Ann Arbor — Poor outside shooting. A flat start out of the break and a lack of stops after halftime. A 21-point second-half outburst from Minnesota’s Jamison Battle.
Add it all up and it was too much for Michigan to overcome Saturday at Crisler Center in a 75-65 loss that left coach Juwan Howard lamenting the Wolverines’ defensive performance.
“When a team (shoots) 62% in the second half and also scores 43 points in the second half…you’ve got to look at the defensive end,” Howard said. “That right there was not a (good) defensive effort. I felt that we could have done much, much better job for 40 minutes.
“We can’t have those moments where we have good possessions when we defend and then not defend for five or six possessions. There was just too much inconsistency today.”
Sophomore center Hunter Dickinson finished with 19 points and 10 rebounds, grad transfer guard DeVante’ Jones scored 14 and fifth-year senior guard Eli Brooks added 12 points for Michigan (6-4, 1-1 Big Ten), which shot 16.7% from 3-point range (3-for-18) and forced just four turnovers.
After a tight first half, Minnesota came out swinging after the break while Michigan stumbled. The Golden Gophers punched the Wolverines right in the mouth and rattled off a 15-4 run that featured back-to-back 3-pointers by Battle and Luke Loewe (14 points) to grab a 47-40 lead with 14:48 remaining.
Jones was Michigan’s sole source of offense over the first eight minutes of the half. He made the Wolverines’ first four baskets, including a pair of buckets in the paint on back-to-back possessions that cut the deficit to 47-44 at the 14:05 mark.
Minnesota pushed the lead to eight before someone other than Jones made a basket. Brooks drained a 3-pointer — Michigan’s second of the game — to pull the Wolverines within 53-48 with 11:08 remaining.
But as the Wolverines struggled to score, they had an even tougher time getting stops and staying in front of their man. They also had no answer for Battle, who torched the defense. He scored a couple baskets in the paint and knocked down a jumper during an 11-0 flurry that put the Wolverines in a 66-50 hole at the 6:22 mark.
“Battle made some tough shots,” Howard said. “We know that he’s a very good 3-point shooter, but the in second half it was mainly just pull-up jumpers, mid-range where we didn’t make anything challenging for him at all. He was just too comfortable in the second half.”
Added Dickinson: “I think sometimes we just weren’t locked in defensively. It’s not all on the guy guarding the ball. I think in the back end we need to be better with our low man and protecting the rim a little bit better.”
Michigan switched to a zone defense that stalled Minnesota and helped spark a 10-0 run that Dickinson ended with a three-point play, cutting the deficit to 66-60 with 3:55 to play.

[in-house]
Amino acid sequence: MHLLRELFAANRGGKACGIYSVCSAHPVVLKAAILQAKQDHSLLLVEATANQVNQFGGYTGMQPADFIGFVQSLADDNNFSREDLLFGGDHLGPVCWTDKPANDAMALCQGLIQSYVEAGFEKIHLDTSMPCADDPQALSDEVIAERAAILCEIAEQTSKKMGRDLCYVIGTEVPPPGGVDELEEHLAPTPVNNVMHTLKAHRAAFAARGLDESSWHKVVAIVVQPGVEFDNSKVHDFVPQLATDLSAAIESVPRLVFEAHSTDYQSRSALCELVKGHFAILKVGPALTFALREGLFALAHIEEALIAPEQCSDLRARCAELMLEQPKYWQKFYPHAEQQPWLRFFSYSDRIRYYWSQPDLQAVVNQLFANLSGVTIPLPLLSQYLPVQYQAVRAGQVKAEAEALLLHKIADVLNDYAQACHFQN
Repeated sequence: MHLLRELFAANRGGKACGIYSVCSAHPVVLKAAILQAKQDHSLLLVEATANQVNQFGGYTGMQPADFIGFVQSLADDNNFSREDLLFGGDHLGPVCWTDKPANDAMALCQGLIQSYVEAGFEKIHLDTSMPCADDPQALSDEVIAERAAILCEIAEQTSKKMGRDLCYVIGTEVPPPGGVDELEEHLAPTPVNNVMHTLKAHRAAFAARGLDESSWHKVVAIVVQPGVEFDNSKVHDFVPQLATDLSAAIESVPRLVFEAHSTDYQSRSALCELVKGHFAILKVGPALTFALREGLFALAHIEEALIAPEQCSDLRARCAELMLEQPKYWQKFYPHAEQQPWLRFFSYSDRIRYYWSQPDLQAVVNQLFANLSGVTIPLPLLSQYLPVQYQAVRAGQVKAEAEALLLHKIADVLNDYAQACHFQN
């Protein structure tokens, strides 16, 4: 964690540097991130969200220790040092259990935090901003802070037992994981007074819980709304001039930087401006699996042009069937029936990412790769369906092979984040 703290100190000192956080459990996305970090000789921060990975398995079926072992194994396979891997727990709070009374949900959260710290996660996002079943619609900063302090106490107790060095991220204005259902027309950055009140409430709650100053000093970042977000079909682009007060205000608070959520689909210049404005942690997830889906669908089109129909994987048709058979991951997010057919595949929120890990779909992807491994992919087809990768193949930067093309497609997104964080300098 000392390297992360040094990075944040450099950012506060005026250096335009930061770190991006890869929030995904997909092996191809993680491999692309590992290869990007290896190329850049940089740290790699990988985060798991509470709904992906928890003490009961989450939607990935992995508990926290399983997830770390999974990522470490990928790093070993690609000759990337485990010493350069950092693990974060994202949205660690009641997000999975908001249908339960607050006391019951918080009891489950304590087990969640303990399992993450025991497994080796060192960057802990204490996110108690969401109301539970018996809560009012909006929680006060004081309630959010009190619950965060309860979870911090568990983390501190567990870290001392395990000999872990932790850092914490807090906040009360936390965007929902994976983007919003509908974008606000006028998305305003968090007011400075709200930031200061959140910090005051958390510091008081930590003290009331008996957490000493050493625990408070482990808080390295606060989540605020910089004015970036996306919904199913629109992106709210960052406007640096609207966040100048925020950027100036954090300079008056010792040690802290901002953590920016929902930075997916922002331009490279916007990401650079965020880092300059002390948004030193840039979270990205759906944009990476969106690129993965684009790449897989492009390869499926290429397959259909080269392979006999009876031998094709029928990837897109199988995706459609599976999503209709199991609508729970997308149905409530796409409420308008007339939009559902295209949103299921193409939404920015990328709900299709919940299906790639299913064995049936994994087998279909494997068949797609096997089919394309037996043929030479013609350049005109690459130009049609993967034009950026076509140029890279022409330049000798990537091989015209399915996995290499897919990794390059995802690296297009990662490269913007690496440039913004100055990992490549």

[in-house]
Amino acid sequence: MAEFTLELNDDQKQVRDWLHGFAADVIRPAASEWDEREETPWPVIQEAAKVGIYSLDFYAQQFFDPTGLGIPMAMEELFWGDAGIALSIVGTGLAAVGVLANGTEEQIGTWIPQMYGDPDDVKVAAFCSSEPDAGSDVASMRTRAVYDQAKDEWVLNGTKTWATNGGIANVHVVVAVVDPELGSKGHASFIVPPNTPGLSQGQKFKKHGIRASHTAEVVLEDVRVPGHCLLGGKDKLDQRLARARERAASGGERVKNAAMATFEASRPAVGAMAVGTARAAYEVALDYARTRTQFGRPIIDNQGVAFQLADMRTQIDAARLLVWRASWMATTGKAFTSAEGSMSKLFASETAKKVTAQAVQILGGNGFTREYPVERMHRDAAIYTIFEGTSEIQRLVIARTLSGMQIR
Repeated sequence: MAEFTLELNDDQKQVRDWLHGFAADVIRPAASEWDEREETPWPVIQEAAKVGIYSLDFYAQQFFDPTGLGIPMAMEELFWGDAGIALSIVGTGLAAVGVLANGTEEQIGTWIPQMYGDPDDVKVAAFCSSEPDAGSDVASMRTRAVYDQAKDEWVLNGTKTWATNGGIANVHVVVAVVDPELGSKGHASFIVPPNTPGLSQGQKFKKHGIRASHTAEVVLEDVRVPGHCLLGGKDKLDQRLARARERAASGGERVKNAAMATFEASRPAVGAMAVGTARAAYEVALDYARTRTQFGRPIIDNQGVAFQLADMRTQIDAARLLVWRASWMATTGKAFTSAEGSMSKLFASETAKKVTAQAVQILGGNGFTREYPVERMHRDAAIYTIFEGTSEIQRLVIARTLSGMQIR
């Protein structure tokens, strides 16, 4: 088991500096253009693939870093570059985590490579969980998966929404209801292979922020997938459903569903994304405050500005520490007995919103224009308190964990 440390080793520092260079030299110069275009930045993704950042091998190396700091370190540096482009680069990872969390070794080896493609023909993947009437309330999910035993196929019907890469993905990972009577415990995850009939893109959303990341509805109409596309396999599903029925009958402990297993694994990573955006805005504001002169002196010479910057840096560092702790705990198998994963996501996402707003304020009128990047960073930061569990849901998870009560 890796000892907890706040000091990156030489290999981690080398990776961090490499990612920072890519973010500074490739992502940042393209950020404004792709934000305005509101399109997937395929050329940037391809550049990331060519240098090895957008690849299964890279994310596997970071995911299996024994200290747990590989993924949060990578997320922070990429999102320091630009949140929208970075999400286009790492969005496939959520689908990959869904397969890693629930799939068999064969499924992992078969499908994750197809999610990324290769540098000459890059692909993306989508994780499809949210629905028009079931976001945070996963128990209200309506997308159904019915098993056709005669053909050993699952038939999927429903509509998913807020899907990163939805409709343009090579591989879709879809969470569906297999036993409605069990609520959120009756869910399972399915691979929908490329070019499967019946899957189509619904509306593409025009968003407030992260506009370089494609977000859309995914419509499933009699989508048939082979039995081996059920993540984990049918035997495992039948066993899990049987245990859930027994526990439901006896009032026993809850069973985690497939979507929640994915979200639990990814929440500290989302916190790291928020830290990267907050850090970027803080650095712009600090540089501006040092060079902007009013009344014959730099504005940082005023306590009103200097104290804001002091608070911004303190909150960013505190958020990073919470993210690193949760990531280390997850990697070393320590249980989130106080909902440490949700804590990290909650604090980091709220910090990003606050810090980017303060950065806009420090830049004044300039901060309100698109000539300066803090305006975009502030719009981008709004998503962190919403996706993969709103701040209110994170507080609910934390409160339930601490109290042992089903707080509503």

However, the Wolverines failed to take advantage of their chances to further chop down the Gophers’ lead, coming up empty after forcing a pair of 10-second violations and watching Minnesota miss the front end of a one-and-one.
“We’ve got to be able to do a better job of having more consistency throughout (the game), not just during the stretch when you’re trying to fight back in it,” Howard said. “(We need to) have that type of defensive disposition for 40 minutes.”
Michigan could never pull closer than six the rest of the way as it turned the ball over twice in the final 1:15 and Battle and Payton Willis (17 points) combined for seven free throws down the stretch to seal it.
Battle finished with 27 points and E.J. Stephens scored 13 for Minnesota (8-1, 1-1), which shot 50.9% from the field (29-for-57), including a blistering 64% (16-for-25) in the second half, and had just two assists.
“This is obviously a big one on the road,” Minnesota coach Ben Johnson said. “I thought it was a total team effort. …Our guys showed toughness, resolve, aggressiveness.
“We did a great job taking care of the ball. We got back to our defense and they shot under 20% from 3, which we talked about as being key.”
Freshman forward Moussa Diabate was back in the starting lineup for Michigan after missing the game at Nebraska and much of the San Diego State contest with a non-COVID illness. He finished with seven points and 13 rebounds.
In the first half, Dickinson got off to a quick start and showed off his shooting stroke. He knocked down a contested jumper along the baseline and a pair of mid-range shots, with the last two coming during a 7-0 spurt that gave Michigan a 13-7 lead with 14:05 left.
Minnesota made just five of its first 15 shots, but a mixture of poor passes, missed free throws and empty possessions by Michigan allowed the Golden Gophers to chip away at the deficit and even it at 19 at the 8:42 mark.
That started a back-and-forth finish to the half that saw Minnesota regain a two-point lead twice before Dickinson kept feasting. He scored a pair of second-chance buckets and found Diabate for a short hook to give Michigan a 36-32 halftime lead that it ultimately couldn’t hold against a Minnesota team that was picked to finish last in the conference’s preseason media poll.
“Coach said in the locker room this was a good wake-up call for us to realize how good the Big Ten is and how hard it is to get a win,” Dickinson said. “There’s no off nights. You have to bring it each and every night or anybody in the Big Ten can beat you.”